Bird-watchers' haven in the city

The Pink-necked Green Pigeon and the Golden-bellied Gerygone are among the 108 recorded bird species who call Aboitiz Cleanergy Park in Punta Dumalag, Matina Aplaya, Davao City, home.
The Pink-necked Green Pigeon and the Golden-bellied Gerygone are among the 108 recorded bird species who call Aboitiz Cleanergy Park in Punta Dumalag, Matina Aplaya, Davao City, home.

DAVAO is one of the most highly urbanized cities in the Philippines. Yet amazingly, many species of birds — including migrants, residents, and even localized endemics — can still be observed and found there thanks to pocket gardens and urban forests that are cradled in the city.

Among the largest in Davao is the eight-hectare Aboitiz Cleanergy Park, an ecological preserve and biodiversity conservation site and a favorite of bird-watchers.

For Pete Simpson, a British national, it is his favorite place for bird watching because of its proximity to his residence.

"It's an oasis within the city. It's unusual [anywhere else] in the city to see so many species of birds," Simpson said.

The Aboitiz Cleanergy Park, which is jointly managed by AboitizPower subsidiary Davao Light and Aboitiz Foundation, Inc., is located along the coast of Punta Dumalag, Matina Aplaya, Davao City.

Simpson recalled stepping into the area for the first time 12 to 13 years ago upon the invitation of a group of high school students.

He mentioned how Davao Light Reputation Enhancement Department Head Fermin Edillon, who also happens to manage the park, requested him to document how many bird species he would observe.

"We found 22 species of birds that day, and I said to Fermin that the 22 species of birds we recorded in the park in one day is not that impressive," he shared, adding that if they could observe closer to 35 species of birds in a day, then bird watchers would come to the park regularly.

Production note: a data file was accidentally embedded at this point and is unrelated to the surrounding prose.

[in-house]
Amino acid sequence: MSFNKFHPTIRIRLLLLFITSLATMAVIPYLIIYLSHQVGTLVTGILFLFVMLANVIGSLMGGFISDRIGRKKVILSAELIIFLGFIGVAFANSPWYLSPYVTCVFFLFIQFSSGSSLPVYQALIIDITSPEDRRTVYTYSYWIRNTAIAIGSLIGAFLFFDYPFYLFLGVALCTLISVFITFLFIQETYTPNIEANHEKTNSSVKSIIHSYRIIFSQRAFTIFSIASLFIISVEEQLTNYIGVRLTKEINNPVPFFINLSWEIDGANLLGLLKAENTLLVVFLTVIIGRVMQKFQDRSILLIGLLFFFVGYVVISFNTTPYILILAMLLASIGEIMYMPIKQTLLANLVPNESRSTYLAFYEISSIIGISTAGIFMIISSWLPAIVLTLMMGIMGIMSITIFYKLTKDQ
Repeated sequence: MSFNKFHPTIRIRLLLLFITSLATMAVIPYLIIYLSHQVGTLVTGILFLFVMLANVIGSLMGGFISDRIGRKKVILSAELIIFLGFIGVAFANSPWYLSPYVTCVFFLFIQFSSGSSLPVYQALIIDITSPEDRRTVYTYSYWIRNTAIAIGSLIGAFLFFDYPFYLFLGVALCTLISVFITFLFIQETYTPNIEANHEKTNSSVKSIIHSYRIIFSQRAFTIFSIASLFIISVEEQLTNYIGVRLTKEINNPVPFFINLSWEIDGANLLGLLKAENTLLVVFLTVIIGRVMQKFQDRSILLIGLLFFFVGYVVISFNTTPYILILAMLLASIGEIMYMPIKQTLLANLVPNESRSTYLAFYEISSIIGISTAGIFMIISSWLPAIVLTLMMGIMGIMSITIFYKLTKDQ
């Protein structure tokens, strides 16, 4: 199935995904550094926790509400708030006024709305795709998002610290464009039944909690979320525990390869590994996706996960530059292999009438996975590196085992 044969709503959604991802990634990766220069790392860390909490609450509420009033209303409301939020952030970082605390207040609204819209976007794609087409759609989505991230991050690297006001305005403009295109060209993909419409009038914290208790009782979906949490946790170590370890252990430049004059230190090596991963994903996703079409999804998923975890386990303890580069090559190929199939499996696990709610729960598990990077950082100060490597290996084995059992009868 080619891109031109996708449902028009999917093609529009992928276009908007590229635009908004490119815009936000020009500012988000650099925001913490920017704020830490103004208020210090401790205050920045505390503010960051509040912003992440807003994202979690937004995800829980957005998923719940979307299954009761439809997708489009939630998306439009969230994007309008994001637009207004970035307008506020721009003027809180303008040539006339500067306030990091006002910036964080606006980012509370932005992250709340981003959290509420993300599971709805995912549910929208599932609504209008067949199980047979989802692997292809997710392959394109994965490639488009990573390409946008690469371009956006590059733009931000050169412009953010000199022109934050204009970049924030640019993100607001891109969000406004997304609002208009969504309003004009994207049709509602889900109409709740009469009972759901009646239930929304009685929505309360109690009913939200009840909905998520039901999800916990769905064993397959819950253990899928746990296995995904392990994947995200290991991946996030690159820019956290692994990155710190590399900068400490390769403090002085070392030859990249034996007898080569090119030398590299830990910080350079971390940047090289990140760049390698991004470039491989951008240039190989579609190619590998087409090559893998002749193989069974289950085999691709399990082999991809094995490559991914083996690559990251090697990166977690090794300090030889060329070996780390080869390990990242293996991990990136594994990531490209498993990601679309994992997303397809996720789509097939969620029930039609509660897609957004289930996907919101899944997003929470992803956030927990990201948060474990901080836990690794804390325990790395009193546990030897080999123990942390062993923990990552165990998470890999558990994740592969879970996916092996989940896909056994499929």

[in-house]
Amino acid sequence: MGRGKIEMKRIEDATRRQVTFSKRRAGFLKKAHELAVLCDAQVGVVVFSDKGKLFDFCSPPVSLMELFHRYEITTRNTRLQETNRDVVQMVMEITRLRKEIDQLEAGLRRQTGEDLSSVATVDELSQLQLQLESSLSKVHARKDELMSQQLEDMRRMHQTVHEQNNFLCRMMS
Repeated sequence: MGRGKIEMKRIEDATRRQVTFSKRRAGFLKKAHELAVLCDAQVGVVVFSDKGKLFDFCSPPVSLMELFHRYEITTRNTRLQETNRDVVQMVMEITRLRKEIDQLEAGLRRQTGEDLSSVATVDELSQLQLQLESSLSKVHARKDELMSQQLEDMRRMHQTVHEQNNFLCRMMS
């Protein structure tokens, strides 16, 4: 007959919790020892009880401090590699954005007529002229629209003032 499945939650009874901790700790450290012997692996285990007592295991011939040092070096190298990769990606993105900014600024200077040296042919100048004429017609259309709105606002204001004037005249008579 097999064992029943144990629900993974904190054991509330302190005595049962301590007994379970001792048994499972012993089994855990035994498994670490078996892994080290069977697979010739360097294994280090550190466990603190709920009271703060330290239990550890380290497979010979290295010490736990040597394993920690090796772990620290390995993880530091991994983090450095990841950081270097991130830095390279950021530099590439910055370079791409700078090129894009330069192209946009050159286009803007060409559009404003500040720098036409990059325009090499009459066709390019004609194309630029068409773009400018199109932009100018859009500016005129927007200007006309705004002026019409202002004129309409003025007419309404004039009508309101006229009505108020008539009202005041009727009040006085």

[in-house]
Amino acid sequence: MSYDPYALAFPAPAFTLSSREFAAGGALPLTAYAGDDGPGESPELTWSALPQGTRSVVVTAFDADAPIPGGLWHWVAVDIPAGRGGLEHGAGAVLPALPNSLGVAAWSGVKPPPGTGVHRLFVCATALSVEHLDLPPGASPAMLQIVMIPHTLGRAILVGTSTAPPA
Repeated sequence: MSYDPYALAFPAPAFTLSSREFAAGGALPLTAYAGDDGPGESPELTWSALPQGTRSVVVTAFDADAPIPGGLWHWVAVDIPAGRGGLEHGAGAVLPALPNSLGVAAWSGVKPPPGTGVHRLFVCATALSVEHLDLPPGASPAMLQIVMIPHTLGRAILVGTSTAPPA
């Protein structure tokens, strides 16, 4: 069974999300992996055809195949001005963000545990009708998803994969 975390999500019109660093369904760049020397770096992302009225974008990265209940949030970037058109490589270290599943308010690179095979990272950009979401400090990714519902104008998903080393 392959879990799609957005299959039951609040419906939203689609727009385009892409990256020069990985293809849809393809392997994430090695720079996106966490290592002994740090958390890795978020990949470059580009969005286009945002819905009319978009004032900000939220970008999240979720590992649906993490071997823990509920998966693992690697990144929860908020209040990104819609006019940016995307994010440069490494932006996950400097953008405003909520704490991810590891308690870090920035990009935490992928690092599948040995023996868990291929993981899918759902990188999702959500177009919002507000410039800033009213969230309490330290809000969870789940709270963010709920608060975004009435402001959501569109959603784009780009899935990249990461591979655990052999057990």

Simpson revealed that it took a few years before they recorded more than a hundred species of birds — 108 to be exact from his latest count. From his previous trips, he fondly recalled coming across the Common Emerald Dove (Chalcophaps indica) and the Little Bronze Cuckoo (Chrysococcyx minutillus), as well as endemic bird species like the Short-billed Brown Dove (Phapitreron brevirostris) and the Pygmy Swiftlet (Collocalia troglodytes).

(L-R) Bird-watcher Pete Simpson and Davao Light’s Fermin Edillon credit the conservation activities and biodiversity management at Aboitiz Cleanergy Park for the increased tally of bird species living in the premises.
(L-R) Bird-watcher Pete Simpson and Davao Light’s Fermin Edillon credit the conservation activities and biodiversity management at Aboitiz Cleanergy Park for the increased tally of bird species living in the premises.

He attributed the upswing to the high and still increasing biodiversity within the park, especially with the growth of native trees that provide food and safe shelter to the birds.

The esteemed bird-watcher recognized the importance of planting native trees so as to attract native birds, lamenting an area where foreign birds outnumber the native ones. 

He added that it is not ideal to plant non-native trees in unfamiliar soil as they tend to be more invasive, a thing which also holds true for bird species.

Reflecting on the Aboitiz Cleanergy Park, Simpson said that it has become an important "outdoor classroom" for students and other interested learners about the incredible level of biodiversity that is all around in the Philippines.

As a model of habitat conservation and biodiversity management in an urban setting, the Aboitiz Cleanergy Park also houses a turtle habitat, mangrove and coastal forest, and a rich coral reef surrounded by a 37-hectare Marine Protected Area.

Simpson hopes to see more "Cleanergy Parks" in the urban areas of the country so that birds, trees, and other endemic species would have a place in the city. 

“Urban pocket forests are vital, both to the people of the city and to the native wildlife,” Simpson concluded. By Cristina E. Alivio

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